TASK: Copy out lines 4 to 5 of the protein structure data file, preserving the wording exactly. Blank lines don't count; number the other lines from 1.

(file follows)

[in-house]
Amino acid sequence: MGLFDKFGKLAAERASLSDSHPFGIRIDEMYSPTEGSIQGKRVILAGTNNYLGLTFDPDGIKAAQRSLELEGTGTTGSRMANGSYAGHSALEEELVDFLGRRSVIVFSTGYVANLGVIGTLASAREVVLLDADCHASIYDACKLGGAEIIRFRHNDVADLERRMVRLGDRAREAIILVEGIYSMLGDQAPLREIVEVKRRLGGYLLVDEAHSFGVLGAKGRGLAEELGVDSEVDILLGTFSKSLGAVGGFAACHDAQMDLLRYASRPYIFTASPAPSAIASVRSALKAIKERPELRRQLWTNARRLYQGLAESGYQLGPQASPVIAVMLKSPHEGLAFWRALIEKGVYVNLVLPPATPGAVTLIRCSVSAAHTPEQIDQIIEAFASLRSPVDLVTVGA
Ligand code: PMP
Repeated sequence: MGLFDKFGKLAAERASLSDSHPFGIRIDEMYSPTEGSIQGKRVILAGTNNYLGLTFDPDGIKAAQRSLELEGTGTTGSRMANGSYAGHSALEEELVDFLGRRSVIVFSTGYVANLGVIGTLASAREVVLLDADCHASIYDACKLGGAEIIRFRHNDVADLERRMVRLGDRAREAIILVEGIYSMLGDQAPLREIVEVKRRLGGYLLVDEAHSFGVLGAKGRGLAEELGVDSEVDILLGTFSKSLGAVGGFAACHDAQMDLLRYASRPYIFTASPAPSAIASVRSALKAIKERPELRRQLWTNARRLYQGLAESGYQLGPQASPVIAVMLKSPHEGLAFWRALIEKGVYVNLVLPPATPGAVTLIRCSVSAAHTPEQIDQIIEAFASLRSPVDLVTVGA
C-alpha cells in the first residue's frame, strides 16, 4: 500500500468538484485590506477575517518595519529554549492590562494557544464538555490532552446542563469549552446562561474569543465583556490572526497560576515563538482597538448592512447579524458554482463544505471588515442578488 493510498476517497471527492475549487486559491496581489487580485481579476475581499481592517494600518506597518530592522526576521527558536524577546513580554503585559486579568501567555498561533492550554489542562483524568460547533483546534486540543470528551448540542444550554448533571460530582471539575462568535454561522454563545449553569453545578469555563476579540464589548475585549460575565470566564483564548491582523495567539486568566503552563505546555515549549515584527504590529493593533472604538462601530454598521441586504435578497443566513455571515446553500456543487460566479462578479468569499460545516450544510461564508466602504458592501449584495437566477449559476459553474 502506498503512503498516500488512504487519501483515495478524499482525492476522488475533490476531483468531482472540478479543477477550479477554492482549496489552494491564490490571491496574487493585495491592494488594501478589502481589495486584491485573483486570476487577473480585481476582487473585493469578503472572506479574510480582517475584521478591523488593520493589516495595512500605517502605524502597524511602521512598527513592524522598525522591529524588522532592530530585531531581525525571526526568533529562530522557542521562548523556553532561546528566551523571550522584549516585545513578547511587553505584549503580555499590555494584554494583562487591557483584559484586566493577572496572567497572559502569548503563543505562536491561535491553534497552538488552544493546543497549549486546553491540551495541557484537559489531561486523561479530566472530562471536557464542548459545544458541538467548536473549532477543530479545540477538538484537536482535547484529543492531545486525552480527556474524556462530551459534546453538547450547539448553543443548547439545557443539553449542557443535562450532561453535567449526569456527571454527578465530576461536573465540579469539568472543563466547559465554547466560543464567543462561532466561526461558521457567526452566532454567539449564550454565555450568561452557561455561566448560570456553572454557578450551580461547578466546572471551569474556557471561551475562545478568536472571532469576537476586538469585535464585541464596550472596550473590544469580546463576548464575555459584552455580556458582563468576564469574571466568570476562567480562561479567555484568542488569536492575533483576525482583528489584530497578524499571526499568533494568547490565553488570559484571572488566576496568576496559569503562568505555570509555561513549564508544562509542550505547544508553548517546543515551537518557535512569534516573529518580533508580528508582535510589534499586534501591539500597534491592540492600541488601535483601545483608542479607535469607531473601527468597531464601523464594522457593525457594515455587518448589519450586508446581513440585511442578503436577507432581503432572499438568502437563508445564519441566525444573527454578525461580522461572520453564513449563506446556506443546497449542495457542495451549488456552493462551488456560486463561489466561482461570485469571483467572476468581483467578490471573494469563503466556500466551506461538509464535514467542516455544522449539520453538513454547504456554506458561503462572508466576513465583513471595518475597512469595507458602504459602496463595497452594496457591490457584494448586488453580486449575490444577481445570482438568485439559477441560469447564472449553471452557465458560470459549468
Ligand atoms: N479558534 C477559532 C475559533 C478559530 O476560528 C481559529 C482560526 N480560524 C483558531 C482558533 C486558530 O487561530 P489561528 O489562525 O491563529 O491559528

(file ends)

Repeated sequence: MGLFDKFGKLAAERASLSDSHPFGIRIDEMYSPTEGSIQGKRVILAGTNNYLGLTFDPDGIKAAQRSLELEGTGTTGSRMANGSYAGHSALEEELVDFLGRRSVIVFSTGYVANLGVIGTLASAREVVLLDADCHASIYDACKLGGAEIIRFRHNDVADLERRMVRLGDRAREAIILVEGIYSMLGDQAPLREIVEVKRRLGGYLLVDEAHSFGVLGAKGRGLAEELGVDSEVDILLGTFSKSLGAVGGFAACHDAQMDLLRYASRPYIFTASPAPSAIASVRSALKAIKERPELRRQLWTNARRLYQGLAESGYQLGPQASPVIAVMLKSPHEGLAFWRALIEKGVYVNLVLPPATPGAVTLIRCSVSAAHTPEQIDQIIEAFASLRSPVDLVTVGA
C-alpha cells in the first residue's frame, strides 16, 4: 500500500468538484485590506477575517518595519529554549492590562494557544464538555490532552446542563469549552446562561474569543465583556490572526497560576515563538482597538448592512447579524458554482463544505471588515442578488 493510498476517497471527492475549487486559491496581489487580485481579476475581499481592517494600518506597518530592522526576521527558536524577546513580554503585559486579568501567555498561533492550554489542562483524568460547533483546534486540543470528551448540542444550554448533571460530582471539575462568535454561522454563545449553569453545578469555563476579540464589548475585549460575565470566564483564548491582523495567539486568566503552563505546555515549549515584527504590529493593533472604538462601530454598521441586504435578497443566513455571515446553500456543487460566479462578479468569499460545516450544510461564508466602504458592501449584495437566477449559476459553474 502506498503512503498516500488512504487519501483515495478524499482525492476522488475533490476531483468531482472540478479543477477550479477554492482549496489552494491564490490571491496574487493585495491592494488594501478589502481589495486584491485573483486570476487577473480585481476582487473585493469578503472572506479574510480582517475584521478591523488593520493589516495595512500605517502605524502597524511602521512598527513592524522598525522591529524588522532592530530585531531581525525571526526568533529562530522557542521562548523556553532561546528566551523571550522584549516585545513578547511587553505584549503580555499590555494584554494583562487591557483584559484586566493577572496572567497572559502569548503563543505562536491561535491553534497552538488552544493546543497549549486546553491540551495541557484537559489531561486523561479530566472530562471536557464542548459545544458541538467548536473549532477543530479545540477538538484537536482535547484529543492531545486525552480527556474524556462530551459534546453538547450547539448553543443548547439545557443539553449542557443535562450532561453535567449526569456527571454527578465530576461536573465540579469539568472543563466547559465554547466560543464567543462561532466561526461558521457567526452566532454567539449564550454565555450568561452557561455561566448560570456553572454557578450551580461547578466546572471551569474556557471561551475562545478568536472571532469576537476586538469585535464585541464596550472596550473590544469580546463576548464575555459584552455580556458582563468576564469574571466568570476562567480562561479567555484568542488569536492575533483576525482583528489584530497578524499571526499568533494568547490565553488570559484571572488566576496568576496559569503562568505555570509555561513549564508544562509542550505547544508553548517546543515551537518557535512569534516573529518580533508580528508582535510589534499586534501591539500597534491592540492600541488601535483601545483608542479607535469607531473601527468597531464601523464594522457593525457594515455587518448589519450586508446581513440585511442578503436577507432581503432572499438568502437563508445564519441566525444573527454578525461580522461572520453564513449563506446556506443546497449542495457542495451549488456552493462551488456560486463561489466561482461570485469571483467572476468581483467578490471573494469563503466556500466551506461538509464535514467542516455544522449539520453538513454547504456554506458561503462572508466576513465583513471595518475597512469595507458602504459602496463595497452594496457591490457584494448586488453580486449575490444577481445570482438568485439559477441560469447564472449553471452557465458560470459549468